Over the last two months, a series of developments at the FBR have raised hopes that some progress may finally be had towards expanding the tax base in the country. Recent news flow is also heartening.
At the one end, the tax body is musing over a supra-national law to help it collaborate with Nadra and collect third party data to help run analytics for the purpose of finding tax evaders. And at the other end, it has initiated inquiries against major shopping malls and housing societies to plug revenue leakages. These are important steps in the right direction, one which require increased focus in collaboration with provincial tax authorities and the academia.
Thanks to the first of its kind tax expenditure report published by the FBR a few months ago, we now have some idea of the tax expenditure incurred by the state under each specific clause of income, sales, and customs tax laws. But estimates of tax expenditure do not shed light on tax evasion by specific clusters and sectors.
By definition, tax expenditure estimates are unadjusted amounts, which means that eliminating or repealing specific exemptions, credit etc would not necessarily yield rupee amounts estimated as tax expenditure. This is because actual tax receipts depend on a wide variety of factors including tax enforcement, taxpayer behaviour and compliance, and a host of macro and microeconomic factors.
As a measure of increasing documentation and to come up with estimates of tax evaded, the FBR should join hands with provincial tax authorities and the academia to first estimate the size of various markets, industries (including the mapping of manufacturing and shopping clusters), and then come up with estimates of tax losses to the state. Tag teaming with provincial authorities is important not only because service sector GDP is huge and GST on services is a provincial subject but also because mapping the service end of the economy would help track and trace the whole value chain.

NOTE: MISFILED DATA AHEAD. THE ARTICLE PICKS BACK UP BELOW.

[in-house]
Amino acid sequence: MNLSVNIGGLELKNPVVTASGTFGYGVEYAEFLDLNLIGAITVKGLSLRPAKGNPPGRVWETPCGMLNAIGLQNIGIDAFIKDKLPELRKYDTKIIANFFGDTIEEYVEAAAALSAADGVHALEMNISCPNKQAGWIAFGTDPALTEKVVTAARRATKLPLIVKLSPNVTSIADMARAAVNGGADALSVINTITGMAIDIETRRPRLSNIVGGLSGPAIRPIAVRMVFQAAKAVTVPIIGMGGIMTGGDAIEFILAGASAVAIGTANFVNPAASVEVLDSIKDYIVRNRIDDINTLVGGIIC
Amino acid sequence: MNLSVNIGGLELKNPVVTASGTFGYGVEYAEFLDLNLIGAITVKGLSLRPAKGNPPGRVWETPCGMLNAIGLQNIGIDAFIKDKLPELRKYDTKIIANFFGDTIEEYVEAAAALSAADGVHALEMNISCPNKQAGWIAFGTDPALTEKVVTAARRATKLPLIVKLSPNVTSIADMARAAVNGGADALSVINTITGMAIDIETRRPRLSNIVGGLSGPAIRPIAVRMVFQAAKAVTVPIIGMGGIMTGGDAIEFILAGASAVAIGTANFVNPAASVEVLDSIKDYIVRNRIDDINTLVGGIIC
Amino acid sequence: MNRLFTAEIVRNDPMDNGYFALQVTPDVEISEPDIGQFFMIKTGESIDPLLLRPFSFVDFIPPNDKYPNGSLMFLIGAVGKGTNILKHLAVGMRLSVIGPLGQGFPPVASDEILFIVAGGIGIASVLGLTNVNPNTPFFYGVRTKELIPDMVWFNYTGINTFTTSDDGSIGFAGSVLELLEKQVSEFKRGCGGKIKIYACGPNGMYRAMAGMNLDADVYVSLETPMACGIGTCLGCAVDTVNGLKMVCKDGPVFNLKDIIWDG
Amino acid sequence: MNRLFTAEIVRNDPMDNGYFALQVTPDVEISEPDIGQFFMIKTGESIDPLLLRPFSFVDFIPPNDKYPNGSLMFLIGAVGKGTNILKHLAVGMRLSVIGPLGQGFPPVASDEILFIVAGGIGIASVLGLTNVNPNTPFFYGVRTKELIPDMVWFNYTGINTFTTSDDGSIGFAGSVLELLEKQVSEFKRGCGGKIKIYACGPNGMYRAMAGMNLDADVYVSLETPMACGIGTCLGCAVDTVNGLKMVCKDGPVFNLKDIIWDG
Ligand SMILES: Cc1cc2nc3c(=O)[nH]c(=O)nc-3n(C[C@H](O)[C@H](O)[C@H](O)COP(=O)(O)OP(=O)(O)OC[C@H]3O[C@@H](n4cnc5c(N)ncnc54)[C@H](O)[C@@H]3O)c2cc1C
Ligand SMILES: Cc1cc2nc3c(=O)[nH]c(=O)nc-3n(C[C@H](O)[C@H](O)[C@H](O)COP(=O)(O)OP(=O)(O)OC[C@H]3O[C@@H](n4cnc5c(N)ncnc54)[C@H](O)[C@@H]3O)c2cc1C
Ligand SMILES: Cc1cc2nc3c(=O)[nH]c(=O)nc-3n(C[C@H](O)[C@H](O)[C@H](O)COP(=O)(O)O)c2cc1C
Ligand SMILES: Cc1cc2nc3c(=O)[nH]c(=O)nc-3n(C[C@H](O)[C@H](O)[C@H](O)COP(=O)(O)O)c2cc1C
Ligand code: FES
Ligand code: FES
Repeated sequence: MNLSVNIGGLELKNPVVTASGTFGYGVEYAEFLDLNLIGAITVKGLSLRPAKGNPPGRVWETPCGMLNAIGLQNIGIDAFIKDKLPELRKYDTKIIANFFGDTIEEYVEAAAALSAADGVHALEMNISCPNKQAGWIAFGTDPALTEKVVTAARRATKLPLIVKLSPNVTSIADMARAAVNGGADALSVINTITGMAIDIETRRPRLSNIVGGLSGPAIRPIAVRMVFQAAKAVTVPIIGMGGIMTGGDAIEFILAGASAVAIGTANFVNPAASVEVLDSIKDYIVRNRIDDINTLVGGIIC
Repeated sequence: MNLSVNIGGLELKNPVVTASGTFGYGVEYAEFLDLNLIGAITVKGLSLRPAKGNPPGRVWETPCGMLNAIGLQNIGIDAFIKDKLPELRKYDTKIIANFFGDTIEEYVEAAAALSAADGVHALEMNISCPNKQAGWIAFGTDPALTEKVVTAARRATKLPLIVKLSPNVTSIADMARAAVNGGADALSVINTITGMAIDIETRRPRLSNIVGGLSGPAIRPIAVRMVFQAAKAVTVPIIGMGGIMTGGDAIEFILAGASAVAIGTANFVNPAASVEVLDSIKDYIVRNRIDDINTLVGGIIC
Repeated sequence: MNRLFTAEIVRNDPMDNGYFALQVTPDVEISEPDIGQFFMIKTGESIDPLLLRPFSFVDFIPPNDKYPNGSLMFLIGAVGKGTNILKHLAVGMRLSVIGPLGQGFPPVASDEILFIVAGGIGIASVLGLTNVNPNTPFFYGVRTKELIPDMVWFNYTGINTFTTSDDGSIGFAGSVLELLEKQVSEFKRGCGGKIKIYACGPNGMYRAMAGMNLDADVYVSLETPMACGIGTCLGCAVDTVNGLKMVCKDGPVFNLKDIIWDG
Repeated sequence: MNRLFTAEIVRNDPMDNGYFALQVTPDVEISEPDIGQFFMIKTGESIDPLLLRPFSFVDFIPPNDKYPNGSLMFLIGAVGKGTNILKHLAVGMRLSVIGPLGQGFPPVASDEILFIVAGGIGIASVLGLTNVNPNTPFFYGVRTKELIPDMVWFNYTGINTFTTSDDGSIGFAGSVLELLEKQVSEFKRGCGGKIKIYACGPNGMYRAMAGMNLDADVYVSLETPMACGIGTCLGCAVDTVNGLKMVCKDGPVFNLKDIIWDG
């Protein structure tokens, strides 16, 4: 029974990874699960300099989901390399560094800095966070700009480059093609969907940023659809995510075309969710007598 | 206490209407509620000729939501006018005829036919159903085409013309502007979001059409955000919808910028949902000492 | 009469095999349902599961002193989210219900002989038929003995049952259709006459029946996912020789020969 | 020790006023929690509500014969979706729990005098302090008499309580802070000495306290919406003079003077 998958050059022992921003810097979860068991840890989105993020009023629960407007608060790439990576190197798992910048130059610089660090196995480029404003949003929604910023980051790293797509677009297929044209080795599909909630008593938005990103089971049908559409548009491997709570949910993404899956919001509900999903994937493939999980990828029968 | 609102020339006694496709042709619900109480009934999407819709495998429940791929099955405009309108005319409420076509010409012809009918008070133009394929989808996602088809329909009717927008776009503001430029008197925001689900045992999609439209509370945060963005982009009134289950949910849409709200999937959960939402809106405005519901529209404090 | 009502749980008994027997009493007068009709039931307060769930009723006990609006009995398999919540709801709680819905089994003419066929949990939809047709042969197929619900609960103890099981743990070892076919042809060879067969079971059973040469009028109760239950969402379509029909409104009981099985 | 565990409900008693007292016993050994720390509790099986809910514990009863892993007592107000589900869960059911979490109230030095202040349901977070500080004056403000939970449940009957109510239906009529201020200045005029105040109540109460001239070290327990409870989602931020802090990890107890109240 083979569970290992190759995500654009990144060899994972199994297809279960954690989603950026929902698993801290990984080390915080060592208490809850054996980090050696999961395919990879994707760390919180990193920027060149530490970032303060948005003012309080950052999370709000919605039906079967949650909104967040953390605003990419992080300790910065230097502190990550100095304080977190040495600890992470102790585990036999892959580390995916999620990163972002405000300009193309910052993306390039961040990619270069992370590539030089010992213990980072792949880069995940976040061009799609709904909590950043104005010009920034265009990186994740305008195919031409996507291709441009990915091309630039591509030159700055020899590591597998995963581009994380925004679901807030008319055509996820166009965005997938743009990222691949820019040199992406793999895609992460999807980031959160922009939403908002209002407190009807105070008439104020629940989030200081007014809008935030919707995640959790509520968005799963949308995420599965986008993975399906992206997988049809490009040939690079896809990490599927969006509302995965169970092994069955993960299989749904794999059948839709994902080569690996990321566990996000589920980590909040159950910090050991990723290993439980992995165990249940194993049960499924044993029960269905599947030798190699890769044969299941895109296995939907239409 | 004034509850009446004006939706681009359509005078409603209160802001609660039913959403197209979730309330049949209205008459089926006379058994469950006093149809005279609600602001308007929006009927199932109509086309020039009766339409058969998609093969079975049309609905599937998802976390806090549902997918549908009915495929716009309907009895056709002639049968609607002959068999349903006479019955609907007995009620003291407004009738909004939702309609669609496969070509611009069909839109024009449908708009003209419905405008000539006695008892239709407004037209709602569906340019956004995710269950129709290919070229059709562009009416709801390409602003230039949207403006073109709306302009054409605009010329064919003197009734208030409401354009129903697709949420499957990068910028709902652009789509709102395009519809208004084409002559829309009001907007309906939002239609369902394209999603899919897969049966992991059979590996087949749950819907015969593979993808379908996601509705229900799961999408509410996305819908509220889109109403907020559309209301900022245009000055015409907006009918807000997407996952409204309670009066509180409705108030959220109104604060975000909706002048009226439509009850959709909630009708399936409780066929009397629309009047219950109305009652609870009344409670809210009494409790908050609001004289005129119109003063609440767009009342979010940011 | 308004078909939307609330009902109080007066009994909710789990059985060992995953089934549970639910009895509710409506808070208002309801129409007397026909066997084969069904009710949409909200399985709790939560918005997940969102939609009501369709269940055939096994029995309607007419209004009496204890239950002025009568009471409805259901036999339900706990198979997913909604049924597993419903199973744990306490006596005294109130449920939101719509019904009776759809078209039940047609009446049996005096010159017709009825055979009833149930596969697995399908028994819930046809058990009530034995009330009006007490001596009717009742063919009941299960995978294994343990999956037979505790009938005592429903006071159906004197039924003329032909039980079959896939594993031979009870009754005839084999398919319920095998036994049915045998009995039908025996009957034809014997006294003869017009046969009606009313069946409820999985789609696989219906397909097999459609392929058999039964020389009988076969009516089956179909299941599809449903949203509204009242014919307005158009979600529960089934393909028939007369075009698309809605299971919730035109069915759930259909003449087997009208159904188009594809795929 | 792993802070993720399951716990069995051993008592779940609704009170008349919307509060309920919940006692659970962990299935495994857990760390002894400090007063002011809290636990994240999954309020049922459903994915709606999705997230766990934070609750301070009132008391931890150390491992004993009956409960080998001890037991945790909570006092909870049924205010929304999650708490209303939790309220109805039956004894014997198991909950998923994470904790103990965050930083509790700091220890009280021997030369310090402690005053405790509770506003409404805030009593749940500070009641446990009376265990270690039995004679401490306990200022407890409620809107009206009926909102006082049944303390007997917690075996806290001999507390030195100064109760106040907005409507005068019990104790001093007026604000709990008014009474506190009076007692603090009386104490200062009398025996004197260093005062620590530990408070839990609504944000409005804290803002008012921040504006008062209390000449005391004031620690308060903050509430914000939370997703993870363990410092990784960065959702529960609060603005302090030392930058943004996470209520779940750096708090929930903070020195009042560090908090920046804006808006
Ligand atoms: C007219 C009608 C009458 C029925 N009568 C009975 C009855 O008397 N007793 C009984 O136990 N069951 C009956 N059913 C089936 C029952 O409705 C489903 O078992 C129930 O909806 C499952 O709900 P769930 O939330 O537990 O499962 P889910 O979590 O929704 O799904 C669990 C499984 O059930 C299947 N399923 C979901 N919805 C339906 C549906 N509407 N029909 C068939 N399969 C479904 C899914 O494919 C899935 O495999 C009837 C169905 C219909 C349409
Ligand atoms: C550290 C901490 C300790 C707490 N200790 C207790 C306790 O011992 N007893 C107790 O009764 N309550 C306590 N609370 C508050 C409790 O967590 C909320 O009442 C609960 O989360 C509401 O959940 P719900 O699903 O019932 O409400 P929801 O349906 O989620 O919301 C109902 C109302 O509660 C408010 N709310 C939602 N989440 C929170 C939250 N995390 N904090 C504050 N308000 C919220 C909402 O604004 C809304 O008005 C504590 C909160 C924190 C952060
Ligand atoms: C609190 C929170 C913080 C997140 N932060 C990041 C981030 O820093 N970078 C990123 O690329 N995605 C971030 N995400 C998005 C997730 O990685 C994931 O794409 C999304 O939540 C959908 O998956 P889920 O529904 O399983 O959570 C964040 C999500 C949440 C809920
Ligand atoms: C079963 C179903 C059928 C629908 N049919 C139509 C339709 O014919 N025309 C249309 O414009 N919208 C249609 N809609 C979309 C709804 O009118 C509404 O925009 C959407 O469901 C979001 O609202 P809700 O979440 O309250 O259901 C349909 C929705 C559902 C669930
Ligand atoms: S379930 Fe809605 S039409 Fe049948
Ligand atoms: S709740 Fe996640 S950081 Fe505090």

Two other important extensions to FBR’s quite useful work on tax expenditure estimate warrants consideration.
The first is impact analyses of specific exemptions, credits and so forth. While the list of specific exemptions, credits, etc under umpteen clauses in income/sales/customs laws is rather long, a reading of FBR’s tax expenditure report suggests that only a handful of items account for the biggest share of expenditures under each of tax heads.
The impact of these big-ticket exemptions can and should be jointly studied by FBR and the academia, and to that end the tax body should seek research collaboration with the likes of Pakistan Institute of Development Economics. Afterall, as growing body of tax literature shows investors do not always consider tax incentives to be a decisive factor when considering investments in developing countries; who knows how many useless exemptions does Pakistan have.
The second involves exploratory research to assess the impact of substantial reduction in tax rates applied on a flat rate on growth in any given sector, and its overall impact on economy. This is an important area to understand because as such tax expenditure estimates are static, or in other words tax expenditure estimates do not account for changes in taxpayers’ behaviour. If benchmark tax rates are reduced substantially, tax compliance may rise, and a bigger area of economic activity may start coming into the documented segment. This exercise may well be done as a short-term socio-economic project.
Research on fiscal affairs is critical towards expanding the tax base and other facets of tax reforms. One hopes FBR’s ongoing reform strategy includes becoming a research-based learning organisation.